German conservative interior minister Wolfgang Schaeuble has come out with a bold initiative to provide asylum for thousands of Iraqi Christians forced to leave their homeland in recent years because of religious persecution at the hands of Muslim extremist groups, writes Ulf Gartzke in the The Weekly Standard Blog:
According to the Schaeuble plan, which is backed by the interior ministers of the 16 German states, Iraqi Christians would be allowed to stay in Germany until conditions on the ground in Iraq have improved to the point where they can return home. While the Interior Ministry has not officially come out with any concrete refugees quotas, Berlin insiders believe that Germany could end up accepting anywhere between 5,000 and 7,000 Iraqi Christians per year.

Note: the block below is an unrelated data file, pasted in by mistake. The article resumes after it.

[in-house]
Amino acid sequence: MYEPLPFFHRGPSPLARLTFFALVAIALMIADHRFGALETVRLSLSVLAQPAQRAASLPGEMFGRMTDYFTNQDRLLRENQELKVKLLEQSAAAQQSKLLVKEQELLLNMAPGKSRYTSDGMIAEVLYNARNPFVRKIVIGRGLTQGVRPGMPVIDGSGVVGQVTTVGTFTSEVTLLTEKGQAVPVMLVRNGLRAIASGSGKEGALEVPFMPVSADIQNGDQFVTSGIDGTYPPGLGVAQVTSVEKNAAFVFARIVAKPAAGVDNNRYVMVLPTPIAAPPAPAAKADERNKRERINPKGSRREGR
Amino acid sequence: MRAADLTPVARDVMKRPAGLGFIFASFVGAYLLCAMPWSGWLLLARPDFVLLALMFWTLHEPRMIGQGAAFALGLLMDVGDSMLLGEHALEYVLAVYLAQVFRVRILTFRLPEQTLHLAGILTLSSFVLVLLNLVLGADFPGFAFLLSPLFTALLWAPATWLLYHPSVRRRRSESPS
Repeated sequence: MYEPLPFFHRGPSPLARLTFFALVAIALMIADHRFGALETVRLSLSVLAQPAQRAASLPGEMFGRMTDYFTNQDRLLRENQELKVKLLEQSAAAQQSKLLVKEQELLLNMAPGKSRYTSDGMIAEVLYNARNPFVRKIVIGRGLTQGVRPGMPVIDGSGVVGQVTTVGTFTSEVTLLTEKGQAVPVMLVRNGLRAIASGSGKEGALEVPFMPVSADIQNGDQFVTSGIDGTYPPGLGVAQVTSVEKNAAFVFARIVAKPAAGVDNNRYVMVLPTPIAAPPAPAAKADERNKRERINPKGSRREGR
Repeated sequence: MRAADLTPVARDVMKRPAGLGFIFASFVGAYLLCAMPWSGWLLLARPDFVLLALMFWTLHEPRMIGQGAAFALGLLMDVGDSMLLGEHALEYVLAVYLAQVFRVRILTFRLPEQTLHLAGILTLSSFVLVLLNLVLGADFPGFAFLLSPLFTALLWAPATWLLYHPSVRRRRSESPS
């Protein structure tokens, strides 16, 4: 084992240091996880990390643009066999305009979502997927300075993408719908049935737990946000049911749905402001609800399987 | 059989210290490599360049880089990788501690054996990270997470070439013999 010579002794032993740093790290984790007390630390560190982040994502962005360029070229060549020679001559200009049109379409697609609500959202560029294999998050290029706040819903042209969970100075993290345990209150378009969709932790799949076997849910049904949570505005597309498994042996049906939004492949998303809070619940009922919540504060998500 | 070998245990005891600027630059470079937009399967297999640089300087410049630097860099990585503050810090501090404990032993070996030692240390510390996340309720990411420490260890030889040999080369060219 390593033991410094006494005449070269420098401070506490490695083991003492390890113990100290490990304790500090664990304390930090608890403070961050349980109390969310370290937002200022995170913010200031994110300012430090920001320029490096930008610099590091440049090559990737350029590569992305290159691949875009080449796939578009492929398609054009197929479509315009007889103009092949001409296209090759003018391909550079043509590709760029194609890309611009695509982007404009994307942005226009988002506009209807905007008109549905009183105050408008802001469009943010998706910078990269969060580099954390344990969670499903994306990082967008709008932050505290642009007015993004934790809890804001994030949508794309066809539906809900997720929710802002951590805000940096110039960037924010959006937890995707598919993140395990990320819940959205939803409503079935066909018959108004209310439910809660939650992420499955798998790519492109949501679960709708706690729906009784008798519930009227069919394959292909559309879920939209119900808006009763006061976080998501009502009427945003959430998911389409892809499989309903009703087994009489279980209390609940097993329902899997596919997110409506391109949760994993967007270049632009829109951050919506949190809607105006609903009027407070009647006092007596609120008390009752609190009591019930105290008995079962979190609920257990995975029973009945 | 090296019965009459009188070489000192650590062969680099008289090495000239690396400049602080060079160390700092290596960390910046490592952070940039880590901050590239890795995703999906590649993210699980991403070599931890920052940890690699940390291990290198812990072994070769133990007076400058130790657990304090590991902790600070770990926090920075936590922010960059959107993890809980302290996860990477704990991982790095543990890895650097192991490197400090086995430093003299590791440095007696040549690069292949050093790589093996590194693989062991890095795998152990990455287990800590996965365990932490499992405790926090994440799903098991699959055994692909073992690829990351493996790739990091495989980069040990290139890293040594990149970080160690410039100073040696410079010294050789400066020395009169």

Related post in the Atlantic Review: Small Town in Sweden Accepted More Iraqi Refugees than the Entire United States
The United States has admitted less than 5,000 Iraqi refugees between April 2003 through the end of March while Sweden has accepted 34,000 since 2003 according to Congressman Alcee Hastings, chairman of the Helsinki Commission, an independent US government agency led by members of Congress.
The International Herald Tribune writes that the commission held a hearing with Anders Lago, the mayor of Sodertalje, Sweden. He said that his small city of about 80,000 was now home to nearly 6,000 Iraqis. "More refugees than the United States and Canada together."
The IHT also points out that "the Bush administration said Thursday it remained optimistic it would meet its goal of admitting 12,000 Iraqi refugees by the end of September."
Related articles in the Atlantic Community by Jan Bittner: Iraqi Refugees: The West Overlooks a Major Crisis and Iraqi Refugees: Open Western Doors to the Most Vulnerable, referring to the Iraqi Christians in particular.